Lesson 5: Using Hotspots A hotspot is a movable point on one of the graphs of the demo whose coordinates can be used to affect other parts of the demo. For example, the point on the 2D graph in this demo is a hotspot. It is constrained to lie on the line segment shown. Click and drag the hotspot up and down to change the altitude of the green plane in the 3D graph window. The way to use a coordinate of a hotspot as a value in another part of the lab is to type (name of hotspot)_1 for the x-coordinate and (name of hotspot)_2 for the y-coordinate. For example, the hotspot in this demo is called C, and the parametric expression given for the green plane is x, y, C_2. Adding a hotspot is a bit more involved than adding most other types of elements. To add a hotspot: Create the graph window where you want the hotspot to be located. Create the plot to which you want to constrain the position of the hotspot. This could be a parametrized curve or surface, for example. To create a simple slider bar, you might enter the parametrized curve (0, k), where k is an interval that goes from -1 to 1. Go to Edit Hotspots under the Window menu. Click on the Add Hostpot button. Enter the name of the hotspot in the first textbox. In the second textbox, enter the starting position of the hotspot. Make sure this position is located on your plot. In the third box, select "Plot", and then choose the plot to which you want to constrain the hotspot. Finally, go to Plot >> Add Plot >> Point and instead of typing in coordinates for the point, just type in the name of the point. The hotspot should appear on the graph. An alternative way to set constraints for hotspots is to enter an expression for the boundary of the hotspot. "Clamp(lower bound,upper bound)" followed by "{Point_#}" is used to keep a coordinate of a hotspot between two expressions. For example, clamp(0, 1){Point_1},clamp(0, 2){Point_2} would limit a hotspot to a rectangle with 0≤x≤1 and 0≤y≤2.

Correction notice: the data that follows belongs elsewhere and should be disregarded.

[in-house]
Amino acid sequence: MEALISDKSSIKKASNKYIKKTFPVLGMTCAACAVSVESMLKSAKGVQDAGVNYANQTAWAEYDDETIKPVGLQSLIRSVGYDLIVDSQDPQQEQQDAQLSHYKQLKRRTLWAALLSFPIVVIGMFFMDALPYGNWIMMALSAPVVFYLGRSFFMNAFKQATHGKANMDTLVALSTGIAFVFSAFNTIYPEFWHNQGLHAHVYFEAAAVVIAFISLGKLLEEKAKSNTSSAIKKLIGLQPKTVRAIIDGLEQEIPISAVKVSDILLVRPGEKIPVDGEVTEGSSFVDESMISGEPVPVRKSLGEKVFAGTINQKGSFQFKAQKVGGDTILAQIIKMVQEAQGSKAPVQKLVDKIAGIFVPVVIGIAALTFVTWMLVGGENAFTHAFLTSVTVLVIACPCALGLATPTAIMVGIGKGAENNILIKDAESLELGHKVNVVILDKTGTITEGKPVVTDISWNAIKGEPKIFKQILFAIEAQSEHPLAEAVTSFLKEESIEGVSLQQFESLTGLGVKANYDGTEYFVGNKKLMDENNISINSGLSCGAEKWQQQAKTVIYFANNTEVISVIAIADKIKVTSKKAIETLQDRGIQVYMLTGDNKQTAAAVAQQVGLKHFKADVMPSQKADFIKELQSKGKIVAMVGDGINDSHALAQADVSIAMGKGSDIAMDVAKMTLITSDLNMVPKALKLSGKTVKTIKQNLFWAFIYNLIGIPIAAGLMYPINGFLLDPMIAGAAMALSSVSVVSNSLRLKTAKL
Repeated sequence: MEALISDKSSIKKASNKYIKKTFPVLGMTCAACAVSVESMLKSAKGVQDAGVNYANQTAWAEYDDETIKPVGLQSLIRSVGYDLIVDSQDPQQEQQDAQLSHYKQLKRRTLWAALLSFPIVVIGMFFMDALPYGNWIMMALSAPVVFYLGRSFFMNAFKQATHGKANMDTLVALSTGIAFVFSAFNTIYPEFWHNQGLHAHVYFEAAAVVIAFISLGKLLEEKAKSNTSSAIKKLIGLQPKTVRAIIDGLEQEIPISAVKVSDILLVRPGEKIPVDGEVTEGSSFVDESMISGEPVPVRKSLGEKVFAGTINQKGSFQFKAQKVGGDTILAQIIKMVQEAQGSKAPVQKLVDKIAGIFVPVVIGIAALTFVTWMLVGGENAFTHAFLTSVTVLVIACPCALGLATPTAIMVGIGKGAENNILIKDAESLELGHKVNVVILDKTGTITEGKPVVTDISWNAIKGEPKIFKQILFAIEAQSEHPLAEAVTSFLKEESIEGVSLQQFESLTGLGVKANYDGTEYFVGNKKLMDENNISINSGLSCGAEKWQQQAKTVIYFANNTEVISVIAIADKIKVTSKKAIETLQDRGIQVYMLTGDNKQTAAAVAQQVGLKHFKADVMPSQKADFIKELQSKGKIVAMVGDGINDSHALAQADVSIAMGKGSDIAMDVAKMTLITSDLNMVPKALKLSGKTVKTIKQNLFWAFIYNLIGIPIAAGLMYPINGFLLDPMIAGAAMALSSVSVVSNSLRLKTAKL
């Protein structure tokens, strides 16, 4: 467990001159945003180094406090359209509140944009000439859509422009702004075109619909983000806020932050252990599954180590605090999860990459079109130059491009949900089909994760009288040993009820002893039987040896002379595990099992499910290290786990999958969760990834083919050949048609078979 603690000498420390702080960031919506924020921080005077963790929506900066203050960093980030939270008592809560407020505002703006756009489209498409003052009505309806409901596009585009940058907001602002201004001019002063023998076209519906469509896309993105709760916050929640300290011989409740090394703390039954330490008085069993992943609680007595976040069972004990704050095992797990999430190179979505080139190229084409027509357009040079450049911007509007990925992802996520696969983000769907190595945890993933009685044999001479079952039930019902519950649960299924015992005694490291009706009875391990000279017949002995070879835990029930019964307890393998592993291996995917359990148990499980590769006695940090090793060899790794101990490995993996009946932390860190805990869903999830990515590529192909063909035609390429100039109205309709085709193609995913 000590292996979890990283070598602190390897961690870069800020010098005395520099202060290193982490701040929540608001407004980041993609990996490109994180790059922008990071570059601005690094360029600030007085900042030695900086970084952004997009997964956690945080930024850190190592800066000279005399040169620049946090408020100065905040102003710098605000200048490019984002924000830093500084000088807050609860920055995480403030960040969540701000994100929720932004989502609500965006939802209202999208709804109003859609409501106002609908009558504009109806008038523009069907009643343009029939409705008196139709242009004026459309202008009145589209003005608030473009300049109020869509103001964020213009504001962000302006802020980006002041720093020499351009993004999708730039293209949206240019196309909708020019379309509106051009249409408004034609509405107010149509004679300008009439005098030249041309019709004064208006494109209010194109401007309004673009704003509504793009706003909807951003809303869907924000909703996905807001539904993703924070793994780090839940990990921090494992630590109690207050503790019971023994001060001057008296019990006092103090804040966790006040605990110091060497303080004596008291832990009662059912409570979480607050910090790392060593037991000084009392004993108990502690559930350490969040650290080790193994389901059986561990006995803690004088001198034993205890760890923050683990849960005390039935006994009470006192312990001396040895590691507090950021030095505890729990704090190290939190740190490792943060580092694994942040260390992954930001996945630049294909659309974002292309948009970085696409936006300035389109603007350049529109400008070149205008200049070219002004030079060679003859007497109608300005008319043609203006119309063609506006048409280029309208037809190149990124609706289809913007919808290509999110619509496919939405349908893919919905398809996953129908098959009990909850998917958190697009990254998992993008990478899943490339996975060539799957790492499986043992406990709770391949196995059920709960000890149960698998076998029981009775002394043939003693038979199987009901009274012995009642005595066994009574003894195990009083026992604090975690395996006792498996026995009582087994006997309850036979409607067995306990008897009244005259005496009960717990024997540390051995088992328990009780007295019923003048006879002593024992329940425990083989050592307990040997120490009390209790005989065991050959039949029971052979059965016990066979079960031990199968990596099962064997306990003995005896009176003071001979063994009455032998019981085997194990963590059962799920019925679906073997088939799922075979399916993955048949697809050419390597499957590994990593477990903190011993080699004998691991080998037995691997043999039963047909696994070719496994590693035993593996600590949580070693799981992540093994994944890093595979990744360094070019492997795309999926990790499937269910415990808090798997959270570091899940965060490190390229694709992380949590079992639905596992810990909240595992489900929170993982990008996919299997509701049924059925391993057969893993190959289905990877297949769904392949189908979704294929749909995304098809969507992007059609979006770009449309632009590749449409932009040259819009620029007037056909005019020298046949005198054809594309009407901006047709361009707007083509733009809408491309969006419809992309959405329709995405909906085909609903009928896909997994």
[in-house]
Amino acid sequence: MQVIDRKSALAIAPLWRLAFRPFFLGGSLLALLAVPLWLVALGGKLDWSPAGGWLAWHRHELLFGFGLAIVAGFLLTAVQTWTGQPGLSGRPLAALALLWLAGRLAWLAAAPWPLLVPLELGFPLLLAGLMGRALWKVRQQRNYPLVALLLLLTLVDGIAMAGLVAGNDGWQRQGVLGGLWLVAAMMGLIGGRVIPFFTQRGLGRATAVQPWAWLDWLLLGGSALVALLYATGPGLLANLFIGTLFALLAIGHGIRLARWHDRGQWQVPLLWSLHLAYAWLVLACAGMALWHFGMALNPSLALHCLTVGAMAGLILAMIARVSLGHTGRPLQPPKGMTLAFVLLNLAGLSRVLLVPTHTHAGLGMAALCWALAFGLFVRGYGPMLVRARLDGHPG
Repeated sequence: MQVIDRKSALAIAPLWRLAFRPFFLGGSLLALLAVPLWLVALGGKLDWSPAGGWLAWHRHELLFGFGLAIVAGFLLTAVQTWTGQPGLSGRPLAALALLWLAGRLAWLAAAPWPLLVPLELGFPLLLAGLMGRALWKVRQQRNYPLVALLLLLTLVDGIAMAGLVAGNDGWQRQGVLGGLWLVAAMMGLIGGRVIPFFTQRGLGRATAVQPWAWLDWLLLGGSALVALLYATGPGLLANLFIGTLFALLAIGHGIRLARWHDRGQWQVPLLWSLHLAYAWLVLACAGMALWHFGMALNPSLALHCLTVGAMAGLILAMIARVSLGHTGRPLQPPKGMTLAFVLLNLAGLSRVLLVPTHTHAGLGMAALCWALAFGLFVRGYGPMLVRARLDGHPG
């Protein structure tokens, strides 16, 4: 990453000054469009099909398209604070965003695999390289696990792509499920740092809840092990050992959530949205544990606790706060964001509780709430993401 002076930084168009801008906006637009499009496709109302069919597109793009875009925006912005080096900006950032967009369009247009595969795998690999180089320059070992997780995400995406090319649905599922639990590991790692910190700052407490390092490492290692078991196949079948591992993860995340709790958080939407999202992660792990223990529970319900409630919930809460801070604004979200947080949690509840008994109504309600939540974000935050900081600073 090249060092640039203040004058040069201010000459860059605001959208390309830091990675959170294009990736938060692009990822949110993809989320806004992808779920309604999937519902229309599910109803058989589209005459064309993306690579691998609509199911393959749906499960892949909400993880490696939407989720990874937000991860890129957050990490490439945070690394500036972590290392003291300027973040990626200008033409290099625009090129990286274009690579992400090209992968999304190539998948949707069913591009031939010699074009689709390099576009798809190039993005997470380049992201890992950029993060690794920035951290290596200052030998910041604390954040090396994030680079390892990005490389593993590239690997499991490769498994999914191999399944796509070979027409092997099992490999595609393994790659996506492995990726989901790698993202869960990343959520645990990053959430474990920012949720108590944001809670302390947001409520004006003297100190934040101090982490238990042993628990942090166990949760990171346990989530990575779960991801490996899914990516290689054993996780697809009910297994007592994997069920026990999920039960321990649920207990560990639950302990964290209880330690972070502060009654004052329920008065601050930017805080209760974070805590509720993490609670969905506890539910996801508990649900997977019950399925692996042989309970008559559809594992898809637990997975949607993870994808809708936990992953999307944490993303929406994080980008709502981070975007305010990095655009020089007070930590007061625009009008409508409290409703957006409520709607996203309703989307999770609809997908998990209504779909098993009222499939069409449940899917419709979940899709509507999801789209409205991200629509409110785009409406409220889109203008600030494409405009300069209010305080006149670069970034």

Examples

Built-in Functions

Exercises

• 1. Create a new demo by following these steps:
• Add intervals x and y, both of which go from -1 to 1 in 20 steps.
• Add variables a and b, which go from -1 to 1 in 10 steps.
• Add a function f(x, y), and type in any expression for it.
• Add a 3D graph window which shows the function graph of f(x, y) and plots the point (a, b, f(a, b)).
• 2. Create a demo which shows a graph of the function f(x) and also graphs the tangent line to f(x) at some point, x0.
• 3. Create a demo based on your favorite calculus topic.